Friday, 29 January 2016

Review - Supergirl: 1x11 - "Strange Visitor from Another Planet"

Episode 1x11 - "Strange Visitor from Another Planet"


As a result of using his superpowers, Hank Henshaw (aka Martian Manhunter) has attracted a dangerous creature from his home planet of Mars – one that killed his family and his people. When the creature kidnaps a prominent anti-alien senator, can Supergirl and Hank work together to defeat this White Martian? 


After the surprise reveal in “Human for a Day” that Hank Henshaw was actually the Martian Manhunter in disguise, the character has become one of the most intriguing parts of Supergirl series, so it was great to see the series give him an episode that showcased his tragic backstory and explaining why he escaped from Mars. While this was very much J’onn’s episode, Kara was not side-lined at all and participated in a surprisingly emotional storyline that revolved around Cat Grant and her estranged son. In fact, with the flashbacks to the massacre of the Green Martians and Cat Grant opening up about leaving her son at a young age, this episode certainly put viewers through the emotional wringer and gave the show’s veteran supporting actors, David Harewood and Calista Flockhart, a chance to flex their acting muscles.

I really enjoyed the way that the show’s writers managed to incorporate J’onn’s backstory organically into the series without hijacking the show from Kara. This is still firmly a Supergirl series, but with the added benefit of having a secondary DC Comics super-hero on the reserves bench. The brief flashbacks to the White Martian’s invasion of Mars were really effective and once again displayed this series’ fantastic CGI and cinema-quality special effects. Sure, there were some budgetary limitations at times – for example, they seemed keen to keep the White Martian in its human form even after the fa├žade have been blown, but the series still stands out compared to others in the same genre. Once again, there were some gaps in the series’ internal logic – it hasn’t been fully explained why J’onn isn't able to use his powers. It was implied that continued usage would make him unable to return to Hank Henshaw’s form, but it hasn't been fully explored. Obviously, using his mind-wipe powers has severe consequences for the victim, but I’m not sure why he can’t abuse his other skills, aside from the fact the writers want to keep him as an infrequent supporting character.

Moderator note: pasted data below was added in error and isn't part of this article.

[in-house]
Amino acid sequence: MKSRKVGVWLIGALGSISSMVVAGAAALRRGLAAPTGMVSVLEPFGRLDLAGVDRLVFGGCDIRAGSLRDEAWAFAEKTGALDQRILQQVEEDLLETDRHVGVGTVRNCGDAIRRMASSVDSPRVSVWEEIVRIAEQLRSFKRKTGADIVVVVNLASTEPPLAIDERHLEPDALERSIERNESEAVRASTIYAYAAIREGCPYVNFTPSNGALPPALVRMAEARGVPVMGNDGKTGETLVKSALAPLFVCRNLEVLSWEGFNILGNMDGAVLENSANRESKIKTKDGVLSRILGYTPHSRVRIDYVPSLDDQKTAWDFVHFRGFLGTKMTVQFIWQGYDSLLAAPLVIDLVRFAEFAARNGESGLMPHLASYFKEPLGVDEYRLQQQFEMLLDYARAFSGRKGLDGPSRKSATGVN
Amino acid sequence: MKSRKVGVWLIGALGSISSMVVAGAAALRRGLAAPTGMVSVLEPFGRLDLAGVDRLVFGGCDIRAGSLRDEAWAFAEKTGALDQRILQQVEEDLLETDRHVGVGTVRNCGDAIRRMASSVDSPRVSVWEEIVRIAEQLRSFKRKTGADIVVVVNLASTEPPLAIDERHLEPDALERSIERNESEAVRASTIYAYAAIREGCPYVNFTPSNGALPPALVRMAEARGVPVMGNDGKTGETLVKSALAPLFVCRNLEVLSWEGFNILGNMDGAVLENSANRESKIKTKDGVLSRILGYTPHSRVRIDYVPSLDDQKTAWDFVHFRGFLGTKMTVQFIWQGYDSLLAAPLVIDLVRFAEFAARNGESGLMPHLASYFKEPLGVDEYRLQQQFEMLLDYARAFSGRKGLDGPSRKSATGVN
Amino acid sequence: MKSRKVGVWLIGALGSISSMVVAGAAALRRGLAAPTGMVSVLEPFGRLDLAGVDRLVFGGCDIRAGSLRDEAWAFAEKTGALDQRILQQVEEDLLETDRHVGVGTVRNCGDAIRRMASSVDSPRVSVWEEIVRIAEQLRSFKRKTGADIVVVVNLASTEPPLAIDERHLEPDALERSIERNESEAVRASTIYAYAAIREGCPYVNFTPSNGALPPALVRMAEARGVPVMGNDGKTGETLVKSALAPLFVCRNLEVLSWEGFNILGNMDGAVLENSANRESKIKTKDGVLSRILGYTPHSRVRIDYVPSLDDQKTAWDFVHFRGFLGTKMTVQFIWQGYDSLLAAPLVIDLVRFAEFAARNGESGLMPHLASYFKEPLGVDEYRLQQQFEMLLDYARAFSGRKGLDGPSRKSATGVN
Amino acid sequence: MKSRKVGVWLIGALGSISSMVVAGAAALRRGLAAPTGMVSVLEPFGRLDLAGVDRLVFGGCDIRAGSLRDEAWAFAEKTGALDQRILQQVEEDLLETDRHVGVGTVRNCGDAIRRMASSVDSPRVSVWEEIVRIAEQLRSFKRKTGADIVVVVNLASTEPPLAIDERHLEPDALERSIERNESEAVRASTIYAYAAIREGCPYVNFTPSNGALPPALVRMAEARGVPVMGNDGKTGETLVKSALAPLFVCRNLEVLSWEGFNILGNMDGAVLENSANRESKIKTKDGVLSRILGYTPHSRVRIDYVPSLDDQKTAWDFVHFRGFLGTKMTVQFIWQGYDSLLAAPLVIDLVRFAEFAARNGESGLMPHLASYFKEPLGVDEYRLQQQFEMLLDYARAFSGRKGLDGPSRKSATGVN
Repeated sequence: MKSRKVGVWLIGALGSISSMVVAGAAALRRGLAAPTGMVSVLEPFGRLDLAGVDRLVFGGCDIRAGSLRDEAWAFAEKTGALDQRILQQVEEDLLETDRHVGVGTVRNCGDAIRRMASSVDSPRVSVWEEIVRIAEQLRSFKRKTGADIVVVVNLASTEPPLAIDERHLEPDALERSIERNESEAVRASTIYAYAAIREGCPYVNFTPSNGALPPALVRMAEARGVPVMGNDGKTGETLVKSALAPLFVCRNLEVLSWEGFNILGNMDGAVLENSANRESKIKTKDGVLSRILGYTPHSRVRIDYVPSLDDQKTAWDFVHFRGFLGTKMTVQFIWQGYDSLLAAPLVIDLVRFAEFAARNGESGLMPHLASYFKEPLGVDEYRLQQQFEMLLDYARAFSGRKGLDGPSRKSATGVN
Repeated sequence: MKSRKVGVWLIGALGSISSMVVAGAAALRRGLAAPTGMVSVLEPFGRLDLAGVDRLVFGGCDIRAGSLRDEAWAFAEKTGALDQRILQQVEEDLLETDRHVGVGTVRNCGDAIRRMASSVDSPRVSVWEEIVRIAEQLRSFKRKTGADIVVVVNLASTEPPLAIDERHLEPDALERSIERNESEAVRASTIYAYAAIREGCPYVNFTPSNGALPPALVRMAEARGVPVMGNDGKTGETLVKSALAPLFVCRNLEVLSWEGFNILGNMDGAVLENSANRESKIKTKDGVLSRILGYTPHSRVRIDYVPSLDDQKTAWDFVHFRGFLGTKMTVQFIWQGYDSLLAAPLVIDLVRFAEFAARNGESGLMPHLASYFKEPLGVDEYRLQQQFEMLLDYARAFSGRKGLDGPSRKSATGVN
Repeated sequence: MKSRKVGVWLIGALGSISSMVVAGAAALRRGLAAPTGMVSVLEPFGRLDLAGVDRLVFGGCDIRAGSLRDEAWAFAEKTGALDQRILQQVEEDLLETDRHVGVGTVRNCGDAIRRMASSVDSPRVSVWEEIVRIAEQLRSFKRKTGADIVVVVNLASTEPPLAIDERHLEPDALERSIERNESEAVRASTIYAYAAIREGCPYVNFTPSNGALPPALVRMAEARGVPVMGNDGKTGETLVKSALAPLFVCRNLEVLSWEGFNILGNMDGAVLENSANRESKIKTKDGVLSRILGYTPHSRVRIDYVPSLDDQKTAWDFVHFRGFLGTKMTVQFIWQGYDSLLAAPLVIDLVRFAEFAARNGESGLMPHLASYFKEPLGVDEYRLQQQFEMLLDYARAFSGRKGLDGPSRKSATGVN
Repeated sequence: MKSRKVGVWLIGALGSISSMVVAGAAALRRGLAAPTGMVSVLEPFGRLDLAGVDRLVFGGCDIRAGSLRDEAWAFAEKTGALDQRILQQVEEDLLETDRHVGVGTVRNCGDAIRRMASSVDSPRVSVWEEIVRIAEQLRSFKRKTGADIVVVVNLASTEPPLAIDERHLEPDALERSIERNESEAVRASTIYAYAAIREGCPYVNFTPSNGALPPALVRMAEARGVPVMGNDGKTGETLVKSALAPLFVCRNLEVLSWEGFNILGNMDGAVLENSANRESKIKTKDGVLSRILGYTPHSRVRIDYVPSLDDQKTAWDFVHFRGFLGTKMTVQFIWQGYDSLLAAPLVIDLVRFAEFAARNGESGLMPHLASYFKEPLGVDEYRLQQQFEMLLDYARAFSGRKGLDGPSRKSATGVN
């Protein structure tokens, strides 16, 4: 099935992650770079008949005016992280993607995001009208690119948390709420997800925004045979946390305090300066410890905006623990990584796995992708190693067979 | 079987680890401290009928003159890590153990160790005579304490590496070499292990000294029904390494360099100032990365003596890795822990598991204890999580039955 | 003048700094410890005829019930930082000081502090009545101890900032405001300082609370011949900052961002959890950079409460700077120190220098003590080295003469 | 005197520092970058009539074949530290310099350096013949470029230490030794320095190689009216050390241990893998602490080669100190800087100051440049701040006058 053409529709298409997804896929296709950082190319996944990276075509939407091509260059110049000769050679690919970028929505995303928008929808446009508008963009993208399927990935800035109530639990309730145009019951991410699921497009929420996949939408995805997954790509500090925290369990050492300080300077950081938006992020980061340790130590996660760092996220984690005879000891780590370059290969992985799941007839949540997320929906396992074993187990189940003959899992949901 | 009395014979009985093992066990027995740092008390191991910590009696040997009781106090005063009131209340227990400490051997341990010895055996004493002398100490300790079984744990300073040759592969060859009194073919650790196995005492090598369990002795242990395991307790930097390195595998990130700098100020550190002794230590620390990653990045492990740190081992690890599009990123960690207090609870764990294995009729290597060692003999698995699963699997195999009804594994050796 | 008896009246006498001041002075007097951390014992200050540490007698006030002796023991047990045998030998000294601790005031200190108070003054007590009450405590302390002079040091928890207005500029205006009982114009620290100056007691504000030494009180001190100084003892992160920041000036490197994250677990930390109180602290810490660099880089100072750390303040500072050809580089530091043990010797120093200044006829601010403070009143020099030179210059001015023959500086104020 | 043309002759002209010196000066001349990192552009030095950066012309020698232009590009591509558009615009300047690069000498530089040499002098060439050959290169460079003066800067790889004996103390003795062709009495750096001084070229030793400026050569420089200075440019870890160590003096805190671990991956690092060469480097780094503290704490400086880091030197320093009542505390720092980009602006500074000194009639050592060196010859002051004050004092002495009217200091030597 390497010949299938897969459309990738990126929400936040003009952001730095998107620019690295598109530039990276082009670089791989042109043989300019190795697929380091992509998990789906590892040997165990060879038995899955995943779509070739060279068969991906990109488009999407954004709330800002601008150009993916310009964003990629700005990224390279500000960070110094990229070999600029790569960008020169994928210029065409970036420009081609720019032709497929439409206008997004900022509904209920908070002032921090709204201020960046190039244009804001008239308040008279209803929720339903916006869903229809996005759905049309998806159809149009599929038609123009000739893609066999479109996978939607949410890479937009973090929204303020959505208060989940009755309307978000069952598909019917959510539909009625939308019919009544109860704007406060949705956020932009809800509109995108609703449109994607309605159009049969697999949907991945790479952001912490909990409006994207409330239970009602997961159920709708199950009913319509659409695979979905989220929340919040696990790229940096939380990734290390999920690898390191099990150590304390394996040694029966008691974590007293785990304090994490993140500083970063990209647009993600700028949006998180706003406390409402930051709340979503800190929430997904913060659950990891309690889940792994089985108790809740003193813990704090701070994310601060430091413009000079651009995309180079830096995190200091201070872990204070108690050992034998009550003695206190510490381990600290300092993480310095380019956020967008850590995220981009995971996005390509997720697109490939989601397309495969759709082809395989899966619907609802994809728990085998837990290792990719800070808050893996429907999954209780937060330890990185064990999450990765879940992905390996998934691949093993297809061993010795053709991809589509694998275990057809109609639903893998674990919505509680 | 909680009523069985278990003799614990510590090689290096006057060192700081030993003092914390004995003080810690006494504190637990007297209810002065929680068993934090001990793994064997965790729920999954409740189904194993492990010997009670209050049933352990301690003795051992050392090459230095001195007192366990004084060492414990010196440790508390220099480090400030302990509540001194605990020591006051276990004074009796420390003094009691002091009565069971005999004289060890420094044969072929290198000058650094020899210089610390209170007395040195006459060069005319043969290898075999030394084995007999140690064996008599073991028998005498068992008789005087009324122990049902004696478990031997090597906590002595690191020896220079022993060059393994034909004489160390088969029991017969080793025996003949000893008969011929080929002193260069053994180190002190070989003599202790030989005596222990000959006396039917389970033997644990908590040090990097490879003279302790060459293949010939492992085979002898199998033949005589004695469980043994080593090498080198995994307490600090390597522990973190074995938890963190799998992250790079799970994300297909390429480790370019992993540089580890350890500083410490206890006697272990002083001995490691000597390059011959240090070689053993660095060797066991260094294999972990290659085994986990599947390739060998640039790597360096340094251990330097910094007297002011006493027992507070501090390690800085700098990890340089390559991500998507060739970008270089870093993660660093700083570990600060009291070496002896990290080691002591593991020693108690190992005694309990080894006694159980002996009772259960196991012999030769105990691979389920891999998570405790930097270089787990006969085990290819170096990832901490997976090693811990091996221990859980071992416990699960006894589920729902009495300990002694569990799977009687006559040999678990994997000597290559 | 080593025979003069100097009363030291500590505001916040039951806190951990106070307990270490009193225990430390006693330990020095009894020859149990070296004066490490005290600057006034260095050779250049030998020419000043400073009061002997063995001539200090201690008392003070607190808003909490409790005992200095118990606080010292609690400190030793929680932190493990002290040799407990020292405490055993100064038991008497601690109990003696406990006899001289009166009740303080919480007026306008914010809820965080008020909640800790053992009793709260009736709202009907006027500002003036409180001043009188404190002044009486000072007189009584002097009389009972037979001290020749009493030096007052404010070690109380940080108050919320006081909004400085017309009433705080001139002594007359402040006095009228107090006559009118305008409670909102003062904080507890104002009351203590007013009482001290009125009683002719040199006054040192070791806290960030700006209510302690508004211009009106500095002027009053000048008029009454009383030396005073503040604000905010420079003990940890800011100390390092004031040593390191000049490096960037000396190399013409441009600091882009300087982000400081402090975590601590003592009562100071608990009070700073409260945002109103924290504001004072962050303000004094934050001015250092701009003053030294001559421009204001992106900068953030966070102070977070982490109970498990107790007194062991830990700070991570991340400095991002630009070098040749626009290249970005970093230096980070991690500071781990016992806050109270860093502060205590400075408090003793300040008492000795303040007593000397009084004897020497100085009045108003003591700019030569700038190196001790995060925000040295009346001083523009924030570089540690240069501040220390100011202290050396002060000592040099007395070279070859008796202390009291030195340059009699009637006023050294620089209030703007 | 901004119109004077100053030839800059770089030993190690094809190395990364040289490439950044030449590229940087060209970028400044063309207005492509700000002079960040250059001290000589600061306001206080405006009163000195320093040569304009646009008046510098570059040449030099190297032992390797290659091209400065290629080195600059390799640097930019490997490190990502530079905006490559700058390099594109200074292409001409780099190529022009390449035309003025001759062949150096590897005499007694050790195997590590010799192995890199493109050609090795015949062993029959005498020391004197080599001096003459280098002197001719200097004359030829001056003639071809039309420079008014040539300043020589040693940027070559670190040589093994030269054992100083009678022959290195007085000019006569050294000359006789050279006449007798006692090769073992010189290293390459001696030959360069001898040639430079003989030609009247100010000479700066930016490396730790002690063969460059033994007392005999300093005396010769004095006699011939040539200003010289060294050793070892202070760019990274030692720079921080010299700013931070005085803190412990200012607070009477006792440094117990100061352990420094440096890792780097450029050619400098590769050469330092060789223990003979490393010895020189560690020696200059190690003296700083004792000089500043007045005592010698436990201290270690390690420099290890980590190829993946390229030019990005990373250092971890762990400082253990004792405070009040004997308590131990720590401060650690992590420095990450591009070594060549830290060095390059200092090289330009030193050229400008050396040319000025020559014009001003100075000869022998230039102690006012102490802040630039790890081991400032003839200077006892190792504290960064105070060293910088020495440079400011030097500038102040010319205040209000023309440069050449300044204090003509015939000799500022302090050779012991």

I’ve really enjoyed the way the series dealt with the Cat Grant / Adam Foster storyline, showcasing a surprising amount of depth and delicacy around the storyline of a mother abandoning her child at a young age. Thanks to Calista Flockhart’s strong acting skills, it was easy to believe the relationship between her and her lost son, and the reunion felt genuinely uncomfortable. It was also good to see someone finally acknowledge the fact she calls Kara “Keira”, although it’s no less annoying – I guess the writers are running with this joke so that it actually means something when Cat finally starts using her real name. Rather than appearing for one episode, it seems that Adam Foster will act as another suitor for Supergirl’s affections, complicating not only her awkward love triangle with James and Winn, but also shaking up her relationship with Cat Grant, which had begun to settle down into near-mutual respect. I appreciate the decision to shake up the relationship status quo, and I think introducing another love interest is the best way to do so. I look forward to seeing how both James and Winn react to a third man on the scene.

This was a very enjoyable episode of Supergirl, shifting the perspective slightly away from its titular character to build up its supporting cast, much like it had done with Winn and Alex in previous installments. While the series has sometimes felt inauthentic with its ‘emotional drama’ moments, it has certainly undergone an upturn in recent episodes with Kara’s rage and heartache over her mother’s apparent betrayal and Winn’s complicated relationship with his father. Here, we see Hank and Cat undergo a similar examination under the microscope, which left their characters much stronger than before. At the moment, the only weak links in the chain are James Olsen and Lucy Lane, who have the sexual chemistry of a toilet brush and the acting skills of a hermit crab. Hopefully, the pair will be given some meatier storylines to develop their characters, but at the moment they feel like badly-written and badly-utilised plot devices, rather than characters integral to the series’ mythology.

Score - 9.1 out of 10

Next Episode - "Bizarro"
Kara must deal with a twisted version of Supergirl, while venturing into a possible romance.

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